Gregg Bennett, a Seattle-based angel investor and bitcoin ‘hodler’ has dragged Bittrex cryptocurrency exchange to court for allegedly aiding a SIM swap attack that allowed hackers to steal his 100 BTC ($923,700). Bennet alleges that he exchange failed to promptly take action when it was first notified of the hack, according to reports on November 4, 2019.
Bitcoin Big Whale Sues Bittrex Exchange
In another ugly scenario in the crypto space, Gregg Bennett, a victim of a high profile SIM swap attack that enabled rogue actors to steal 100 BTC from his Bittrex account, has filed a lawsuit against the Seattle-based exchange.
Per sources close to the matter, in a lawsuit filed in King County Superior Court of Washington, Bennett alleges that Bittrex exchange went against its published security protocols, ignored the laid down crypto industry standards and failed to take the necessary action immediately it was notified of an ongoing heist on his account on April 15, 2019.
The victim claims the hackers initiated the attack from a Florida IP address, and an NT operating system, two red flags that should have alerted the exchange that unauthorized persons were trying to tamper with his wallet since he has never used both.
An Inside Job?
Though authorities handling the case are yet to press criminal charges against Bittrex, the financial legal examiner for Washington’s Department of Financial Institutions, an agency in charge of handling consumer complaints, has made it clear that Bittrex did not act upon Bennett’s notice in a timely manner, thereby violating its own terms of service.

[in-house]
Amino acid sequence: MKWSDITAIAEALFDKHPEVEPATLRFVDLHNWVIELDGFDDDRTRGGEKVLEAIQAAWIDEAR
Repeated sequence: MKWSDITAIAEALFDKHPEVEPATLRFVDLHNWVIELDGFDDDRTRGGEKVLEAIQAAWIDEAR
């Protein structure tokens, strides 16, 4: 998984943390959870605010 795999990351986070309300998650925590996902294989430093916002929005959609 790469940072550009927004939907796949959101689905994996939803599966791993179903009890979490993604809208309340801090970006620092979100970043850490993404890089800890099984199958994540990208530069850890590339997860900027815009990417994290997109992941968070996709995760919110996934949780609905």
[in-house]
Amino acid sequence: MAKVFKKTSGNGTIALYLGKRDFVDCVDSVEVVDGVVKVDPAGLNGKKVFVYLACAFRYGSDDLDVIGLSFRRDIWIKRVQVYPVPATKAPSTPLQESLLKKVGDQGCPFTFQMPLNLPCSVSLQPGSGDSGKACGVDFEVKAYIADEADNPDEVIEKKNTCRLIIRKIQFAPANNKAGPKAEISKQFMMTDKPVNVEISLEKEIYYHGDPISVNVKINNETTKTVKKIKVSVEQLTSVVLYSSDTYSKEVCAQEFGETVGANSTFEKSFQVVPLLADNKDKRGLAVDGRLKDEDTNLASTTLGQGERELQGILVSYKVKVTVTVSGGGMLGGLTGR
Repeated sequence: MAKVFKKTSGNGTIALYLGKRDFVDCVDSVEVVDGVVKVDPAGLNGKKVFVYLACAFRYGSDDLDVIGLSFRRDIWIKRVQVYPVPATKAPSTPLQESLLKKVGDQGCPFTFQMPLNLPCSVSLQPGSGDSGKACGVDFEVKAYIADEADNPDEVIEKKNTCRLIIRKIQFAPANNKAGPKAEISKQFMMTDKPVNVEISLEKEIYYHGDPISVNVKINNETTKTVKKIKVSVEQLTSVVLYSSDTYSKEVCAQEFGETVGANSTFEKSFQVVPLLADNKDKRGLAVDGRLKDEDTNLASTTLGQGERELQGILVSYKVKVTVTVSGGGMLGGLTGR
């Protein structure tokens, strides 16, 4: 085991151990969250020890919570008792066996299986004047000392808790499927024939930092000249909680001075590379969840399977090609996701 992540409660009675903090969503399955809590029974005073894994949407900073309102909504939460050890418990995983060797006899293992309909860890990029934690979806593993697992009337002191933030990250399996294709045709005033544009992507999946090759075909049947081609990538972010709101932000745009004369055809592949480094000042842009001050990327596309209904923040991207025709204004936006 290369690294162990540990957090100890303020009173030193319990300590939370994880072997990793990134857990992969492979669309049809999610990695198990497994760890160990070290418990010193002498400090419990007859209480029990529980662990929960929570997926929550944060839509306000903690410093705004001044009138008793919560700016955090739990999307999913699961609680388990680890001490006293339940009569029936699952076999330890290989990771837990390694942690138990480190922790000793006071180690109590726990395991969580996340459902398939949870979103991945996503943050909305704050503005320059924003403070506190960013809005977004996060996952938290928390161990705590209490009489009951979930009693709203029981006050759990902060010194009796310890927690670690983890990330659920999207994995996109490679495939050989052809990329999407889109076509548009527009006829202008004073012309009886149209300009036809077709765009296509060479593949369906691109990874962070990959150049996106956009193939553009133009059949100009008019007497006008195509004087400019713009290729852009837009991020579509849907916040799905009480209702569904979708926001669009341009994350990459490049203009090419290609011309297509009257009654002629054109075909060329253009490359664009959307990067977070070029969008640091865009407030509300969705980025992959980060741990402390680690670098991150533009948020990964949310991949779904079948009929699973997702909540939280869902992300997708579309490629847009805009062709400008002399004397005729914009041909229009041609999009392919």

What’s more, in addition to faulting Bittrex’s inability to quickly discover suspicious activities in his account, Bennet’s lawyers have also condemned the exchange for its failure to impose a 24-hour withdrawal embargo on the account due to the password change, as obtainable on several other bitcoin trading venues.
It will be recalled that the New York Department of Financial Services (NYDFS) rejected Bittrex’s BitLicense application earlier in April 2019, citing the exchange’s lack of robust measures to combat illegal activities such as money laundering and others.
While Bennett did not name his phone carrier, AT&T in the lawsuit against Bittrex, he has however hinted that he feels the SIM swap attack was actually orchestrated by an employee of the telecoms operator, since his account PIN and Social Security number were changed and that can only be done by an insider.
It’s worth noting that AT&T has been involved in several SIM swapping cases of late and it now appears there is somehing the phone network is not doing right.